I’m not gonna tell you what gear I used back in the day, but what I will say that when we recorded music back in the day that’s exactly what we did. We used tape to record and FSK or SMPTE sync everything together. And yes, technology changed the game slightly because it made far too easy to produce a song, but on the other hand it has reduced the time one would spend in connecting all that gear.

You worked alongside various other big names, including Fast Eddie and Kool Rock Steady. Do you still keep in touch with your oldschool pals?
Unfortunately Kool Rock Steady left us in 1998, and I haven’t spoken to Fast Eddie in years.

Obviously, things have changed quite a bit since the old days of house music. In your own words, what keeps you motivated after being in the game for so long?
The thing that keeps me going for all these years is the music and the traveling, to play the music I love playing for all these years.

Obviously you hail from an era when vinyl was the only way to go as a DJ. Are you still a vinyl guy or have you embraced the features of digital DJing?
Yes I am a digital DJ and not ashamed to say it, because to carry them muthaphukas is heavy.

What’s your view on the state of house music these days? Any artists you we should watch in the near future?
That’s hard to say, because some of these dudes we won’t hear from after they had their little run so I can’t answer that one.

Are you working on any new material at the moment?
Yes. I am currently involved in a project with my good friend and event partner DJ Bobby Starrr. We have a project named Jack The Box with a soon to be release album on Mood Music here in Berlin. As of now have a single out entitled “Tyree Cooper and Bobby Starrr present Jack The Box EP. And also I have a new release coming out on January 15, 2013 on this label called Chicago Vinyl Records. The name of the EP is called “Da Soul Revival Classics Vol.1″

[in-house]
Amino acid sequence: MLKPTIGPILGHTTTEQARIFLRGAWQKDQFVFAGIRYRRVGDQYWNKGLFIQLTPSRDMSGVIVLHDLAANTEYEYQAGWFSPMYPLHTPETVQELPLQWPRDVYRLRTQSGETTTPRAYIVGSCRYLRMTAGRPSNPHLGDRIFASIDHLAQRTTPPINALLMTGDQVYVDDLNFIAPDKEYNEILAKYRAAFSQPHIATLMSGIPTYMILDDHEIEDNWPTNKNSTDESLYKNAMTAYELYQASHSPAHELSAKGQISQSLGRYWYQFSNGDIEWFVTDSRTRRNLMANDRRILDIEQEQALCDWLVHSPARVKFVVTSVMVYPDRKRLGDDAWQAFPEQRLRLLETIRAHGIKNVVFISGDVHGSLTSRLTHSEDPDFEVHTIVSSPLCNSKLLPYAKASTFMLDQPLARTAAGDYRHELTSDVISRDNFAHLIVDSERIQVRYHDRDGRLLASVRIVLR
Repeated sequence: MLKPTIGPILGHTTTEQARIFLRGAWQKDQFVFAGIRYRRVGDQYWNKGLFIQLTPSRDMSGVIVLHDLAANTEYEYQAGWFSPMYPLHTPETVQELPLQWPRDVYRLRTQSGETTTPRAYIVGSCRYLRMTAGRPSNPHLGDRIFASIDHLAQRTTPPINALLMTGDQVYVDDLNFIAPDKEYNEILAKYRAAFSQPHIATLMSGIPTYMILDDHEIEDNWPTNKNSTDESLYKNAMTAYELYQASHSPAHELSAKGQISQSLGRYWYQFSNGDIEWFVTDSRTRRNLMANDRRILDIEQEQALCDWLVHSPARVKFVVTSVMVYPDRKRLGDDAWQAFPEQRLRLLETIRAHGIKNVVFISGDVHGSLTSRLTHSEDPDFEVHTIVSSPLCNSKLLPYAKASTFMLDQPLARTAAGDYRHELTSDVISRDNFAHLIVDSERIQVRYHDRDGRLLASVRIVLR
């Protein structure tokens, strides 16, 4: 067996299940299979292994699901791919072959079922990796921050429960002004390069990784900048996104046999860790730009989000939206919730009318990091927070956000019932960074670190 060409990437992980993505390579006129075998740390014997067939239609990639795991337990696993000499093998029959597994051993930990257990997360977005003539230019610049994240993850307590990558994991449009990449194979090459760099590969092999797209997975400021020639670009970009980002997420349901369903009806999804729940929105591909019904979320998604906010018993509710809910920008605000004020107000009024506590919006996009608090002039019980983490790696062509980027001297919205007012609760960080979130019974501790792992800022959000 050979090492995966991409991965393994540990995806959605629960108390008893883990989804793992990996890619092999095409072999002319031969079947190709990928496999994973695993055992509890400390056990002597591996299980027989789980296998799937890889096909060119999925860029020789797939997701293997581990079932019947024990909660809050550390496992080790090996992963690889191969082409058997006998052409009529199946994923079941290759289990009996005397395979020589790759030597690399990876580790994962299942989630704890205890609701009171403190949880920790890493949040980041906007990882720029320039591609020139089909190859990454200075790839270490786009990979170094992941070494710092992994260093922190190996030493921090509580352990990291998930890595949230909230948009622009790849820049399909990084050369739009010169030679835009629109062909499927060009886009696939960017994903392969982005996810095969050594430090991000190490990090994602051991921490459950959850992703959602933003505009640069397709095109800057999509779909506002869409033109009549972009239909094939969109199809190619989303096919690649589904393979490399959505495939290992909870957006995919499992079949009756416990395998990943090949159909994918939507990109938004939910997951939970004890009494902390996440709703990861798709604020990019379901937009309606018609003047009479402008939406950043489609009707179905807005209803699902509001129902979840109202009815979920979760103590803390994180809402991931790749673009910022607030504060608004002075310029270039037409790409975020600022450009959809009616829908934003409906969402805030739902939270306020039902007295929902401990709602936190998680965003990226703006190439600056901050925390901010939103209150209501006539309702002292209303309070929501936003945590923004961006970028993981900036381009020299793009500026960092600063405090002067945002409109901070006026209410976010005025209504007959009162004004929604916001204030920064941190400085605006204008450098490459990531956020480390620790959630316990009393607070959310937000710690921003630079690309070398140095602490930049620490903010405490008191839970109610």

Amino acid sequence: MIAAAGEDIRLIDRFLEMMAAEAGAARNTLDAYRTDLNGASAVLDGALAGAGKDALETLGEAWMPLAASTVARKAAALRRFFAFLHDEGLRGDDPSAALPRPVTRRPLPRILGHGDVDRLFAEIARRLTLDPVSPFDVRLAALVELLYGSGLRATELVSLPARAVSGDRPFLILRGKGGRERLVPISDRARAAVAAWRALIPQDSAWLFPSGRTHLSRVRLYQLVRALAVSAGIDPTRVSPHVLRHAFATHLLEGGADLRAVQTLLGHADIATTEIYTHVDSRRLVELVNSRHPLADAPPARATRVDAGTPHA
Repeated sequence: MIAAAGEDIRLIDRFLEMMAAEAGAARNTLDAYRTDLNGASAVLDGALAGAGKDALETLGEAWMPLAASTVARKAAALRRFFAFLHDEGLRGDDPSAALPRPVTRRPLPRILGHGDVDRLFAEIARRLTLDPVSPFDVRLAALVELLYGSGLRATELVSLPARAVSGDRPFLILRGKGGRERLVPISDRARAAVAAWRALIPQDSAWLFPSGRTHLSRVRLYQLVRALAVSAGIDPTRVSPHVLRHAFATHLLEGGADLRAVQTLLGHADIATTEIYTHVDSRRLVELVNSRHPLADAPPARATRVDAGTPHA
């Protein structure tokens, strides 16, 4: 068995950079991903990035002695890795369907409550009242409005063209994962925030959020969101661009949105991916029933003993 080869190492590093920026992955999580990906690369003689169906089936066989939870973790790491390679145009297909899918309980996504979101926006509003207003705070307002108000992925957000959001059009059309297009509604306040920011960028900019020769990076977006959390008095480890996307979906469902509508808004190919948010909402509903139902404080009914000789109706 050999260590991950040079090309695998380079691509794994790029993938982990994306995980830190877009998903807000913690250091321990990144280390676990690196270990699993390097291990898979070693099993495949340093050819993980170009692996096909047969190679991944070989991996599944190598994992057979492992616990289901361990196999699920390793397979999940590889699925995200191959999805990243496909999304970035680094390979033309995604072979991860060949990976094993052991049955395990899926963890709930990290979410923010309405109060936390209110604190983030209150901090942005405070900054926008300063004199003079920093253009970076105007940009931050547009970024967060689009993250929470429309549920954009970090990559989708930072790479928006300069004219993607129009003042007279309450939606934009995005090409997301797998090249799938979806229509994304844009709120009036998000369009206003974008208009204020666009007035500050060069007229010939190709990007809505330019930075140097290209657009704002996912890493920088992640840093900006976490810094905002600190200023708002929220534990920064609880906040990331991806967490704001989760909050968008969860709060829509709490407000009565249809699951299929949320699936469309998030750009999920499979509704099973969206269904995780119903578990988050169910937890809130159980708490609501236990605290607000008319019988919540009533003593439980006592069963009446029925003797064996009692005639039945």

And what about an artist album? Is that something that’s on your wishlist for the (near) future?
Yes it is…

What other plans have you got lined up for this year?
I want to gig more and release more music, that’s the only thing I have lined up for the coming year.

You launched your own record label Supa Dupa Records in 2002. What can we expect from the label in 2013 and how would you like to see the label developing itself in the future?
With Supa Dupa Rec., I just wanna keep up the standard of presenting my audience with quality music each and every time they hear something from label, simple.

Which albums / tracks would you say define you as a person?
All music influences me in some way so I won’t pinpoint to one specific thing, but what I will say that house music definitely fuels my engine…

What music outside the electronic spectrum do you listen to? Any bands you would like to recommend?
I listen to Dusty’s and Stepper’s music in my spare time when I can’t hear electronic music anymore.

Any final words of wisdom to our readers? Anything goes!
Don’t quit your day job! It’s real over here, so I hope you’re really ready for the real world when you come fuckin’ with this music business (producing or djing). Educate yourself first, get creative, don’t copy anyone else, be yourself and love yourself in the process so you’re able to give that love back at the appropriate moment. Peace.

Tyree Cooper will be playing at Cartel at Studio 80, Amsterdam on February 2nd, 2013. For more information and tickets, please visit the event’s official Facebook page!